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May 25, 2022 2 min read

How to choose the right snowboard boot for you

 

When it comes to getting your own snowboard setup, boots are one of the most important items and will require a correct fit. Considering you will be wearing your boots for hours at a time we suggest allowing a bigger budget when it comes to your feet after all if your feet are hurting on the mountain it will ruin your trip. Nothing worse than no circulation, bruised toes or uncomfortable arch support, so here is how to avoid it! 
There are a few things to consider when getting sized up for your boots.
1. Selecting the right size based on the length of your foot and remembering between all the brands sizing can differ. 
2. The width of your foot. If you have a wide foot you will be best looking at brands with a wider toe box or "wide" boot options. Same case if you have a narrow foot you will need a boot with a narrower profile. 
3. Arch support. The bottom of your feet need support that is why it is important to know if you have a low, mid or high arch so you can select a range of boots with the correct sole support for your foot. There are options like custom insoles or pre shaped ones to help with this.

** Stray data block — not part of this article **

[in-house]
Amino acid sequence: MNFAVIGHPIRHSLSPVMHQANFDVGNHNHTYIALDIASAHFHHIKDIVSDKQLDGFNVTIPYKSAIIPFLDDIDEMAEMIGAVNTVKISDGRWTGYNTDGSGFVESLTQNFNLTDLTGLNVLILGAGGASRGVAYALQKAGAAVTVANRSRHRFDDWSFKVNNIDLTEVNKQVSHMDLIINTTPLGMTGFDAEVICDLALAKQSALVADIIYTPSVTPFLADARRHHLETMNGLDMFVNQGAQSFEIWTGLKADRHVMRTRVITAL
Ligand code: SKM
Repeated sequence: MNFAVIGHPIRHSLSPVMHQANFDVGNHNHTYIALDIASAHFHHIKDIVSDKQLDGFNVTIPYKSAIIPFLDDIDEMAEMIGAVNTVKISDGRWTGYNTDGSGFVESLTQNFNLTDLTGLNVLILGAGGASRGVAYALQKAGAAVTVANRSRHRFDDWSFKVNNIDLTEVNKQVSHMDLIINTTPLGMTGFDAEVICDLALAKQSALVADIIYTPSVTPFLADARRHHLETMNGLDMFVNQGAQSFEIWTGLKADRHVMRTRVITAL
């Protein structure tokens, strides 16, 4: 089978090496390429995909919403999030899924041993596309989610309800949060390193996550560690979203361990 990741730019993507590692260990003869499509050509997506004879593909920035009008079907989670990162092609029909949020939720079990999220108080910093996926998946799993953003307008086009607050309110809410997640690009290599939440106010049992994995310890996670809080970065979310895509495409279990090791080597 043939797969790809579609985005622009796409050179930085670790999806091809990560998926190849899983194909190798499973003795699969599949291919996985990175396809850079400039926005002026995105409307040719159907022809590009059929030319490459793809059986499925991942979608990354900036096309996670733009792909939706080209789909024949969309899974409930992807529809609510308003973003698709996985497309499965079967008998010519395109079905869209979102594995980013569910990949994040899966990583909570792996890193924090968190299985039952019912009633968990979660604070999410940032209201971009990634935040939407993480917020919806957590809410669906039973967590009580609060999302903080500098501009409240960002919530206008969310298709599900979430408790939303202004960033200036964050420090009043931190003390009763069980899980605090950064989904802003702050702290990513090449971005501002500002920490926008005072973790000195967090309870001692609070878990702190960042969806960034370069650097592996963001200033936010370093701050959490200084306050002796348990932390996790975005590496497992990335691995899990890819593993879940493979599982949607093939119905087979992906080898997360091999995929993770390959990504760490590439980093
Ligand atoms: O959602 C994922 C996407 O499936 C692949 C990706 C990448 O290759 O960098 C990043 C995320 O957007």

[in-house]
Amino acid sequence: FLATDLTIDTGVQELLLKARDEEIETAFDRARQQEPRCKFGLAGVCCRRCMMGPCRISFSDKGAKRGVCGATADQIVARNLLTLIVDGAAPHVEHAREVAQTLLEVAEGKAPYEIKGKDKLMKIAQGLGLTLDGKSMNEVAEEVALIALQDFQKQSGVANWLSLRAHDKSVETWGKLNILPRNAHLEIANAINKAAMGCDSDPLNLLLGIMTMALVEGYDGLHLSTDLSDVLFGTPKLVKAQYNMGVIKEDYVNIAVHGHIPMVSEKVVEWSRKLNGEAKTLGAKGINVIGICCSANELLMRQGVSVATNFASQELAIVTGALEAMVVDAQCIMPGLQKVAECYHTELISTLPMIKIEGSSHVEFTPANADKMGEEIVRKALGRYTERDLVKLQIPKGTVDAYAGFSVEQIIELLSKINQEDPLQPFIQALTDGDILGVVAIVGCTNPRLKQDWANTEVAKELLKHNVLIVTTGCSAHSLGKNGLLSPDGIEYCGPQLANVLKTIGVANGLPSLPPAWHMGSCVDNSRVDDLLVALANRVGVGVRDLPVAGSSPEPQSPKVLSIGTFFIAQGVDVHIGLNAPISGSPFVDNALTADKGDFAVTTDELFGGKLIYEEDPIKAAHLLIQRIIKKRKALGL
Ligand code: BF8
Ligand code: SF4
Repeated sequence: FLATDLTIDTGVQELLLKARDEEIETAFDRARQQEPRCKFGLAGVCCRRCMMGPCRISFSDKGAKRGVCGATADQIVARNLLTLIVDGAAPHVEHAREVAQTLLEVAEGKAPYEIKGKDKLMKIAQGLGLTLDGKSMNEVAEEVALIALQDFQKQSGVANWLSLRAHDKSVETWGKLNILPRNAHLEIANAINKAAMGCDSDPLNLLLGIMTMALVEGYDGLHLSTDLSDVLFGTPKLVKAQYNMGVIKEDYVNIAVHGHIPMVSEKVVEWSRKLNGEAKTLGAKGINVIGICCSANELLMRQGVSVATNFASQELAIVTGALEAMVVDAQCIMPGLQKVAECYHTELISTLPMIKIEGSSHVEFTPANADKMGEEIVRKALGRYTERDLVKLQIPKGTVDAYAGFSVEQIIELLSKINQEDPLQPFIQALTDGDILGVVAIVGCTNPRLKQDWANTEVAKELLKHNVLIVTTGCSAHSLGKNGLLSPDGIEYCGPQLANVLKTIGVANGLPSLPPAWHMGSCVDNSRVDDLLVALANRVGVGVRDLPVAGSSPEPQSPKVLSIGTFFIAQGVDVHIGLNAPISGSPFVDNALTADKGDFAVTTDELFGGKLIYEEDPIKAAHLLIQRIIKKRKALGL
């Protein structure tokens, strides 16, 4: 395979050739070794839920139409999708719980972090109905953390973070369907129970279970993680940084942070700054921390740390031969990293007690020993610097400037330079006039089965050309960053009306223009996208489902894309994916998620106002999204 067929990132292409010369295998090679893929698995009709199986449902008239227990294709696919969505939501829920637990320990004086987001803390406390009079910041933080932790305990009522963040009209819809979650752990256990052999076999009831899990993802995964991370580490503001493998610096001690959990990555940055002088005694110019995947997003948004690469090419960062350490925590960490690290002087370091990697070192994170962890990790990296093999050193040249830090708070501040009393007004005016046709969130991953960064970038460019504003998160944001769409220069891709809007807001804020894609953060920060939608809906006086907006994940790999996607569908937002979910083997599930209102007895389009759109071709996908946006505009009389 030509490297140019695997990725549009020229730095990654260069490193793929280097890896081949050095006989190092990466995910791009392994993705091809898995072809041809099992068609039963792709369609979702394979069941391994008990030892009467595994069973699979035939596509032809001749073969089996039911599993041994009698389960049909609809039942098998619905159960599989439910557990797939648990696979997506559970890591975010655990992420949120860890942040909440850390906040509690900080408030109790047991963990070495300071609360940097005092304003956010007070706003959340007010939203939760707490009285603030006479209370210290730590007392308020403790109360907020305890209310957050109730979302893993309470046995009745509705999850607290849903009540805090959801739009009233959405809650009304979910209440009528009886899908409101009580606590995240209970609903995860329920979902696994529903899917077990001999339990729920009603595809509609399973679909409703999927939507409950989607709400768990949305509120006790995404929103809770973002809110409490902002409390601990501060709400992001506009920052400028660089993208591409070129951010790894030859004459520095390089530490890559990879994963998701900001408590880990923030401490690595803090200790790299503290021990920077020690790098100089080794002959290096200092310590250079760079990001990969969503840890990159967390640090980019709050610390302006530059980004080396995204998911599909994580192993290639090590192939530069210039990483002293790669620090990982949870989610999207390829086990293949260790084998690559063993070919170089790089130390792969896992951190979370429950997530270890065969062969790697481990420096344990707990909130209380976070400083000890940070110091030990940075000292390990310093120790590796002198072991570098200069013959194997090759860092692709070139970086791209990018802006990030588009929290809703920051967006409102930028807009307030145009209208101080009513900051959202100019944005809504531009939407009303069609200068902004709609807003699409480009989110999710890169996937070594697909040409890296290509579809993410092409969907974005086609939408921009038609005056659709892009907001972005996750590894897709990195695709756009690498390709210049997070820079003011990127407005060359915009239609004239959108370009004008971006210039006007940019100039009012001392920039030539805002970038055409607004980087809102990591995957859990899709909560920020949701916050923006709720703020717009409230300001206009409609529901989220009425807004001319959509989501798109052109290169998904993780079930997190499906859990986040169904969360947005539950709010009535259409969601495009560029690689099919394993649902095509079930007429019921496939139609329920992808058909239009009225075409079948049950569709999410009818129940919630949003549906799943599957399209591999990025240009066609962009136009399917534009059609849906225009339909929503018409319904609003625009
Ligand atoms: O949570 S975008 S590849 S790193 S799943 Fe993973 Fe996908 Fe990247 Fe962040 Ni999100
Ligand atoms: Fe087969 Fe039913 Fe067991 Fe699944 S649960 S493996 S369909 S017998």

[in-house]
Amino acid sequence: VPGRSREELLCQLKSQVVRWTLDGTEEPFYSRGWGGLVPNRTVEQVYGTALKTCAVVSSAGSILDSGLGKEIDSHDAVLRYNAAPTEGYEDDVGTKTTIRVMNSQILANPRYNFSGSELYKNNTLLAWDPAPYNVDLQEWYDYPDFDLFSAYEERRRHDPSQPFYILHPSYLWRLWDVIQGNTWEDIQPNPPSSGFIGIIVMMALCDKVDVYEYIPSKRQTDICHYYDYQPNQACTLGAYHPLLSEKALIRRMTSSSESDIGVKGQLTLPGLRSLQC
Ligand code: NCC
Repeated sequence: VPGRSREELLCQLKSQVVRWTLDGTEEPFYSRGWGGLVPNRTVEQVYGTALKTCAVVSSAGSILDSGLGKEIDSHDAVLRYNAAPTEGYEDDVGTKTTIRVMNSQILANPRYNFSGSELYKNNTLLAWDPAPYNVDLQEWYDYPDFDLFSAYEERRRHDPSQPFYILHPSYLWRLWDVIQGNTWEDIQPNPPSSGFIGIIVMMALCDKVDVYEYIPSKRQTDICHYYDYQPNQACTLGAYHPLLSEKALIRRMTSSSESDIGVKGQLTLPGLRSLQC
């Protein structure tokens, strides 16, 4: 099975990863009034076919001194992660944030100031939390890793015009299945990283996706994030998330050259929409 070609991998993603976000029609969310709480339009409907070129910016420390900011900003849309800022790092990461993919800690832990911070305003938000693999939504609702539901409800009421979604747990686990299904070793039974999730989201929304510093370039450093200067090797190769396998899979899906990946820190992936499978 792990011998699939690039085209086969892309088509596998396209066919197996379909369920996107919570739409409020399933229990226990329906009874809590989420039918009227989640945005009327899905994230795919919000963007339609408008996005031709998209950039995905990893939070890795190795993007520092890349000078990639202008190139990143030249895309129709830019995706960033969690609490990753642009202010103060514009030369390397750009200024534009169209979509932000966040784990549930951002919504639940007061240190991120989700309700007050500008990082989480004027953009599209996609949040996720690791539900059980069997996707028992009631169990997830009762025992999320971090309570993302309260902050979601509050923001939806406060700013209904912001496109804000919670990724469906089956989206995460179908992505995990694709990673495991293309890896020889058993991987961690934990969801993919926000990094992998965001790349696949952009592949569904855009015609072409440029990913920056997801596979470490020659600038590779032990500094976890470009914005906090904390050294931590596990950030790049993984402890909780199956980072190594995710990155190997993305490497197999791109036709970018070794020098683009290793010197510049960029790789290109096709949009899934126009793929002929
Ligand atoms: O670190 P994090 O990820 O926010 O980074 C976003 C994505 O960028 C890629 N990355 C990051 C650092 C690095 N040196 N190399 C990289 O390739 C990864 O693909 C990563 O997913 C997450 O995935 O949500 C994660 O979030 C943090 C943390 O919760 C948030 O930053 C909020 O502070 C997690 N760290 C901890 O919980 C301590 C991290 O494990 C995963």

4. What kind of snowboarding are you doing? Flex rating is important. If you are a speed demon that likes charging down the mountain and need a responsive boot you will need a boot rated higher on the flex scale. If you are a park rider you would want more flex and maneuverability so looking at a softer boot will be beneficial. 

How should they fit?

your snowboard boots should fit firmly. Your toes should be touching the end of the boot but not cramping or pushing them upwards. The reason you want your toes to just touch is because the boot is not going to get any smaller. In Fact they will only get bigger. Remember the boots are designed just for snowboarding and not a walking around shoe. Straightout out of the box boots can be a little stiff, We suggest trying them on and flexing them by driving your shin through the front of the boots towards the floor. This will help free the boot up and start feeling much better. Once in your snowboarding position which is usually slightly squatted and shins forward you will notice your toes will have moved away from the front of the boot. Having too much room in your boots will lead to heel lift and bruised toes by the end of the day. 


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